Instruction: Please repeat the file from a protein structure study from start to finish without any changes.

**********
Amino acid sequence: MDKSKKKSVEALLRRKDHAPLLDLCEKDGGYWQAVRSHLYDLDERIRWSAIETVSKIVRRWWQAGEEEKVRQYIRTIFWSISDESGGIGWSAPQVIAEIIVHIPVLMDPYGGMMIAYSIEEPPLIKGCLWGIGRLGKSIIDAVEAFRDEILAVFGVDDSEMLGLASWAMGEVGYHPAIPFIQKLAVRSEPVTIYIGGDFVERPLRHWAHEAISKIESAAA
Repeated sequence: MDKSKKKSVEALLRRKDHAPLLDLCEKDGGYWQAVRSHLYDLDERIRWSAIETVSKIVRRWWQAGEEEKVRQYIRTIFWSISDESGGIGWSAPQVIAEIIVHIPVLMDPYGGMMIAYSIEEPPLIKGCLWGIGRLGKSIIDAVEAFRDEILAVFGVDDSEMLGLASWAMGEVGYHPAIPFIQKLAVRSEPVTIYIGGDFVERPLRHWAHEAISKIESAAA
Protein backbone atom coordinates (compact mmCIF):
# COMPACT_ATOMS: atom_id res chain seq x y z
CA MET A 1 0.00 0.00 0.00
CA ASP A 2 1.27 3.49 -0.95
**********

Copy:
Amino acid sequence: MDKSKKKSVEALLRRKDHAPLLDLCEKDGGYWQAVRSHLYDLDERIRWSAIETVSKIVRRWWQAGEEEKVRQYIRTIFWSISDESGGIGWSAPQVIAEIIVHIPVLMDPYGGMMIAYSIEEPPLIKGCLWGIGRLGKSIIDAVEAFRDEILAVFGVDDSEMLGLASWAMGEVGYHPAIPFIQKLAVRSEPVTIYIGGDFVERPLRHWAHEAISKIESAAA
Repeated sequence: MDKSKKKSVEALLRRKDHAPLLDLCEKDGGYWQAVRSHLYDLDERIRWSAIETVSKIVRRWWQAGEEEKVRQYIRTIFWSISDESGGIGWSAPQVIAEIIVHIPVLMDPYGGMMIAYSIEEPPLIKGCLWGIGRLGKSIIDAVEAFRDEILAVFGVDDSEMLGLASWAMGEVGYHPAIPFIQKLAVRSEPVTIYIGGDFVERPLRHWAHEAISKIESAAA
Protein backbone atom coordinates (compact mmCIF):
# COMPACT_ATOMS: atom_id res chain seq x y z
CA MET A 1 0.00 0.00 0.00
CA ASP A 2 1.27 3.49 -0.95